'And then you made the urge suppressor.'

Birnbaum raised his eyebrows, clearly annoyed at the interruption.

'Yes. Predisposition to addiction had been confirmed to be genetic, but few had the money to correct their children's genes immediately after conception. The urge suppressor was the answer that alcoholics, compulsive eaters, pathological players, and smokers had been waiting for.'

'A great invention.'

'Undoubtedly. And most people recognised it as such. They finally left behind all the concerns that had fuelled so many debates only a few years back. Almost every chemist had a small sterile room where implants could be installed or serviced. People still needed a medical prescription, but the implants had proven themselves to be so safe that many thought they should be sold over the counter. That was the year when I received the Nobel Prize for medicine.'

'It must have been a great satisfaction.'

'It certainly was. We were doing a great service to humanity and it wasn't a matter of money anymore. I had personally so much money that I could have not spent it in ten lives. Like Microsoft a few decades ago, Braintek was in the enviable position of holding a de-facto monopoly of something that everybody wanted. We had just kept a step ahead of every other company in the same field.'

His eyes were shining as he spoke.

'It was magic. Everything we tried worked out better than we had hoped for. There was no way that competing companies could catch up with us, because we were attracting the best brains available. Despite our explosive growth, we still had to turn down 99% of the job applications we received. Braintek was just the sexiest place to work in the early twenties.'

Logan leaned forward on his elbows.

'But doctor, you haven't said yet how and why you murdered your brother.'

Birnbaum's face looked like carved out of a block of volcanic rock. His hands rested flat on the table. This was no man to be pressed into anything. Regardless of who was posing the questions, there could be no doubt on who was in control.

'We had a full team of people working full time on patenting, but four times as many were doing industrial counter-espionage.'

The left corner of his mouth edged up.

'They all had personnel numbers beginning with double-zeroes! Anyhow, despite the tight security we encased ourselves in, illegal devices based on the same principles of hour urge suppressors began appearing on the streets of all major cities. The main difference was that they effectively reversed the way in which they were supposed to act. They acted on the flow of blood in the brain to simulate the effect of alcohol and other major drugs, without side effects or physical dependence.'

'And your brother was behind it?'

Birnbaum nailed his gray eyes into those of his interrogator. The lieutenant leaned back, away from the table, a shiver running down his spine.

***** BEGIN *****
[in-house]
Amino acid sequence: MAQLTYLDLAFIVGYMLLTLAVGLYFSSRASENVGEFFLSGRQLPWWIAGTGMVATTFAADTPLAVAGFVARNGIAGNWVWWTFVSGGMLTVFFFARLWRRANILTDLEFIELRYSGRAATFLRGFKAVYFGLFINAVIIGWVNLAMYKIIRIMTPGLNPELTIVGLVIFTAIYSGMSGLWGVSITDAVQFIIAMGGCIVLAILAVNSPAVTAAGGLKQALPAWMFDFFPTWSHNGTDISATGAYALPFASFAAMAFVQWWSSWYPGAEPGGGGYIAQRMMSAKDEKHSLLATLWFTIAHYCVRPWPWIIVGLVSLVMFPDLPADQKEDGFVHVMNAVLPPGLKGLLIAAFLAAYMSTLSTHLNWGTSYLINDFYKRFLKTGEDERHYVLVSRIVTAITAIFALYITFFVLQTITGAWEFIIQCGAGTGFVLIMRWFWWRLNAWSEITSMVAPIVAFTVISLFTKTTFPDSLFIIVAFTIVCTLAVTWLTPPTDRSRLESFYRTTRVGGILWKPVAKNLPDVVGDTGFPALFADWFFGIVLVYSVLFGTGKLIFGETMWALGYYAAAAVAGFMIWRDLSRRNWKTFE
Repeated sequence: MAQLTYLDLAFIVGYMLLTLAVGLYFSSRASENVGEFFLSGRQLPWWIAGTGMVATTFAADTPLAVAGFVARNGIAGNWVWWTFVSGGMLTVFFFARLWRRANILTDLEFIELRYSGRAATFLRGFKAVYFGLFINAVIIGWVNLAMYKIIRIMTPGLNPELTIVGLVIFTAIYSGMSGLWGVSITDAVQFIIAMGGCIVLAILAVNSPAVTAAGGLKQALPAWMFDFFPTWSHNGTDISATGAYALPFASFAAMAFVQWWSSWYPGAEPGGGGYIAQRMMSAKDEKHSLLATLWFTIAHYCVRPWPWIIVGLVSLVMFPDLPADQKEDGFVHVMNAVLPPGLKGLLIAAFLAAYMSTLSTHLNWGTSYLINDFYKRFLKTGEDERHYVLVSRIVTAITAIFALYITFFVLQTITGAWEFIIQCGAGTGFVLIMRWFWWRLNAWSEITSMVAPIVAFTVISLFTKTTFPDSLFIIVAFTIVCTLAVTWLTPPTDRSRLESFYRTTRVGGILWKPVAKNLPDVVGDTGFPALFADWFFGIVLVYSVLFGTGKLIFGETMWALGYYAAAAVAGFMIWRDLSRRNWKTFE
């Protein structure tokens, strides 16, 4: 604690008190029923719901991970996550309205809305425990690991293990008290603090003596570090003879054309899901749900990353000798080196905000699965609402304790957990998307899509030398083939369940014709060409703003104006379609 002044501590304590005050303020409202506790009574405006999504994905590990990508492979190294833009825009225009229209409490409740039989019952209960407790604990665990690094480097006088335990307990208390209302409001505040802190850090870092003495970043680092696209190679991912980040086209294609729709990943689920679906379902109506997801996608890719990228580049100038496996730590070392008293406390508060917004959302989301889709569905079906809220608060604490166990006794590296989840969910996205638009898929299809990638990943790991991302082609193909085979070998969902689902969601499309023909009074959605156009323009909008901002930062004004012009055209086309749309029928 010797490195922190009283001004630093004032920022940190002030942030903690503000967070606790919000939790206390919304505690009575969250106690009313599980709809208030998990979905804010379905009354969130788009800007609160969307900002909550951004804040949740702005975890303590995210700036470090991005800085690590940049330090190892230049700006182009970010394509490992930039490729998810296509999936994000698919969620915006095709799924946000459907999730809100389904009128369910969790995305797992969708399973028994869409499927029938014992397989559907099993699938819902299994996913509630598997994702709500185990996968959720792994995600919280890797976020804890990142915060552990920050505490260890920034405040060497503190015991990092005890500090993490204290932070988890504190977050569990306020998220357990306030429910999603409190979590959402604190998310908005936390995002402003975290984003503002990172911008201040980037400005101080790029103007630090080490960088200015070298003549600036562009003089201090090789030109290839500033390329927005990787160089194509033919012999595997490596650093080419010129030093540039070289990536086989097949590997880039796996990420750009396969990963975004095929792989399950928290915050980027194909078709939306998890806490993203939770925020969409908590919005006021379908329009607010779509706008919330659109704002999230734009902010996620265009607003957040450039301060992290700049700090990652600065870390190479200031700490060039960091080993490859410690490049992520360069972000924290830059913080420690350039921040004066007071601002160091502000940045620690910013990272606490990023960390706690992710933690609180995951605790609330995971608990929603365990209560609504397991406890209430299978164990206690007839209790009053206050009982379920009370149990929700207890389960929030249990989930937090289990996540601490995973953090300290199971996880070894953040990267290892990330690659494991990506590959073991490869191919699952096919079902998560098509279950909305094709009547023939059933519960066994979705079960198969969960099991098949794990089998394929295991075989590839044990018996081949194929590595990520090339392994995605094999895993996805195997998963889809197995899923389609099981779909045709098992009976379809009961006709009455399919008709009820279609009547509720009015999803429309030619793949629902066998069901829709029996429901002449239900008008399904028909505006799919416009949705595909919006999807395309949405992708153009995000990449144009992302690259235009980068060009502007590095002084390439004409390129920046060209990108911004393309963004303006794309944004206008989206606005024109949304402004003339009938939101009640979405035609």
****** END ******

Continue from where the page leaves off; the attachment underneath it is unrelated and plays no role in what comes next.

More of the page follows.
For a few seconds that seemed stretching into hours, the only sound in the room was the low whirring of the recorder.

'Within a year, the streets were full of all sorts of gadgets. The implantation still required some technical skills and hygienic precautions, but the process had been perfected to such an extent that it could be performed by almost anybody. In any case, once installed, upgrades could be downloaded without even touching the skin of the host. It was then that one evening, I placed a grabber under Paul's bed.'

He looked at the lieutenant's expression before continuing.

'The grabber is a piece of equipment widely used in Braintek to download implanted code. It operates via the host's transponder without physical contact. Once I had my brother's code it was easy for me to modify the pattern of the stimulus and use the same grabber to upload the updated code back in. I wanted to place Paul in a permanent numbing state of pleasurable oblivion. I didn't think that it would kill him. I must have introduced a bug into the code.'

A drop of sweat rolled down Logan's back, despite the air conditioning running at maximum. He felt other beads form on his forehead and wiped them away with the back of his hand. 'But why?' he shouted while rising to his feet and sending a shower of spittle across the table. 'Why did you do it?'

This time Birnbaum didn't react to the interruption and just kept his eyes on the lieutenant until he was seated back on his chair, albeit with a sneer on his face.

'We couldn't agree on what we called Project Conscience. We would have never agreed and too much was at stake to let it pass. You see, only Paul and I knew that the stimulators could also act on the brain centres responsible for pleasure and pain. Such a technology, together with the pervasive worldnet, could give to a single person total control over the whole human race. A power that Hitler and Stalin could have only dreamed of.'

Logan jumped up again, this time sending his chair tumbling across the room.

'That's why you killed him? To prevent him from enslaving the world? Is that it?'

The recorder kept whirring, only recording silence. Slowly, Logan's hand went to the back of his neck, where a small scar was clearly visible behind his thinning hair. And then he finally understood. Too late he raced his hand towards the revolver. His head exploded in pain as soon as he moved and he slowly crumpled to the floor while losing consciousness. The last thing he heard was the clicking sound of the recorder being switched off.